Two events took place in the mid-19th century in the United States that set the stage for a third which became an historic turning point in American history. The settlement of Mormons in Utah and their pursuit to establish their own government coupled with explorations to develop the transcontinental railroad laid the groundwork for the massacre of Captain John Gunnison and his explorers in 1853 which took eight lives.
As massacres go, the loss of eight people was not numerically remarkable. What made the Gunnison Massacre exceptional is that it catapulted into the American conscious. Both Mormons and American Indians entered the spotlight of American attention, and the resulting outrage forever changed American sentiment and government policies toward these two groups. This article examines the events, people and personalities that led to the Gunnison Massacre and its long term consequences.
Manifest Destiny and Continentalism
In 1811, the future U.S. President John Quincy Adams advocated the concept that the United States should include all of North America. Americans in the 1840s embraced the notion and named it “Manifest Destiny.” It was used to justify annexing Texas from Mexico in 1845, thus starting the Mexican-American War. The United States prevailed and, by the Treaty of Guadalupe Hidalgo , Mexico ceded a vast amount of land. Ownership of the future states of California, New Mexico, Arizona, Nevada, Utah and part of Colorado were conveyed to the U.S.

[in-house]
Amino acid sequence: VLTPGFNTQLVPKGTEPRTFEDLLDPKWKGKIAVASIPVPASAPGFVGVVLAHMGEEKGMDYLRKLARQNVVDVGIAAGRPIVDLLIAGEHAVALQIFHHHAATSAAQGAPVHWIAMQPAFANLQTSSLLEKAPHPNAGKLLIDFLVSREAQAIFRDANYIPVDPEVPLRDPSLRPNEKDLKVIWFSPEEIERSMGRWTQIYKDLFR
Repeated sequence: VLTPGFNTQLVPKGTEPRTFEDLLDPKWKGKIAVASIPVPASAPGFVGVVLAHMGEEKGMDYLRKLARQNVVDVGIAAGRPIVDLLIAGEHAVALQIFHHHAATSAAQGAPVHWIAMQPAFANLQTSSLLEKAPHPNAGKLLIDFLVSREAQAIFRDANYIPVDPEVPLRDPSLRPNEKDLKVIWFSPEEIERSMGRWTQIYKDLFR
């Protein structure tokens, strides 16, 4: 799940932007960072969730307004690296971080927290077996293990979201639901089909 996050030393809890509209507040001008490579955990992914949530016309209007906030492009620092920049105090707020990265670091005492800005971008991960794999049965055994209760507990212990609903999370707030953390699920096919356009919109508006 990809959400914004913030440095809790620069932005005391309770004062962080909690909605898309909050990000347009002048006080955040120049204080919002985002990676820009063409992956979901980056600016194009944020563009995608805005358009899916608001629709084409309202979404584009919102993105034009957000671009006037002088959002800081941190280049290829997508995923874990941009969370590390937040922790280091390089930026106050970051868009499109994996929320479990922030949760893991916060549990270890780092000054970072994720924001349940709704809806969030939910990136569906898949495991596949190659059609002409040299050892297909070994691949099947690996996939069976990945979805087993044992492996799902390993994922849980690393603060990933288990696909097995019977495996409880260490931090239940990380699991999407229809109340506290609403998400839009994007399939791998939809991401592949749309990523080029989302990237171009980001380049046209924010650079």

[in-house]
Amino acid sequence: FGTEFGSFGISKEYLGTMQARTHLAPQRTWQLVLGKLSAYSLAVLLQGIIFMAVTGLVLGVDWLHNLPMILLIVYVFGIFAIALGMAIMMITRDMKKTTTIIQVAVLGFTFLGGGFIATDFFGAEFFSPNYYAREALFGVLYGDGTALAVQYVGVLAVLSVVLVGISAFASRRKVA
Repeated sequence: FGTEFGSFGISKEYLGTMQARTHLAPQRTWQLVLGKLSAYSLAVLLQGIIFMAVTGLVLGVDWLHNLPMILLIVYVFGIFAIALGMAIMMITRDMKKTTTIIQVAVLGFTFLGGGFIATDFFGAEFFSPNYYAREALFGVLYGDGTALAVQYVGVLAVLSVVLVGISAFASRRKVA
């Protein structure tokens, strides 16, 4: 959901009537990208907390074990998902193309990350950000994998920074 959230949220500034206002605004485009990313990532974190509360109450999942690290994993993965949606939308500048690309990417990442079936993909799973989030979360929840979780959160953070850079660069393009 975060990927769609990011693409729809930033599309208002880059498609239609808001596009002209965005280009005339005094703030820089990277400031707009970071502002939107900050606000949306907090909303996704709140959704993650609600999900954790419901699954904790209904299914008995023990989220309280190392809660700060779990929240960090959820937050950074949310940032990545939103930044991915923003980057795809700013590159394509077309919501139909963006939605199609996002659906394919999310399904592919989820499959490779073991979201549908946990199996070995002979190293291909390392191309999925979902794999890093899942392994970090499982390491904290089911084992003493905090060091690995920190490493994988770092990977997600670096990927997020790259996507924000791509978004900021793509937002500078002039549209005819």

The acquisition of these additional lands brought with it the difficulty of overland travel for trade and national defense. An efficient means of cross country transportation became more imperative, particularly if the U.S. wanted to hold on to the lands it had recently acquired. Although America owned the land, the residents—Native Americans and other settlers—were not considered Americans yet, so loyalty and cooperation were not guaranteed.
To explore this new resource, the federal government called on the Army Corps of Topographical Engineers. The U.S. government created the Corps in 1813 to perform a variety of duties, some of which included exploring and surveying land. The Corps described the topography, route, buildings and culture of an assigned survey area, made sketches of routes and distances, noted important observations, and kept a journal of daily movements when the army was on the march. To accomplish this, such an expedition team would typically include surveyors, a geologist, botanist, astronomer, meteorologist and an artist.
After the United States acquired so much more territory, the push for expansion accelerated and spurred development of an American transcontinental railroad line. The California Gold Rush of 1848 fanned the flames of westward exploration and settlement. One of the biggest challenges was finding the most suitable route.
Businessmen were eager to expand their horizons and capitalize on new western markets. In 1845,...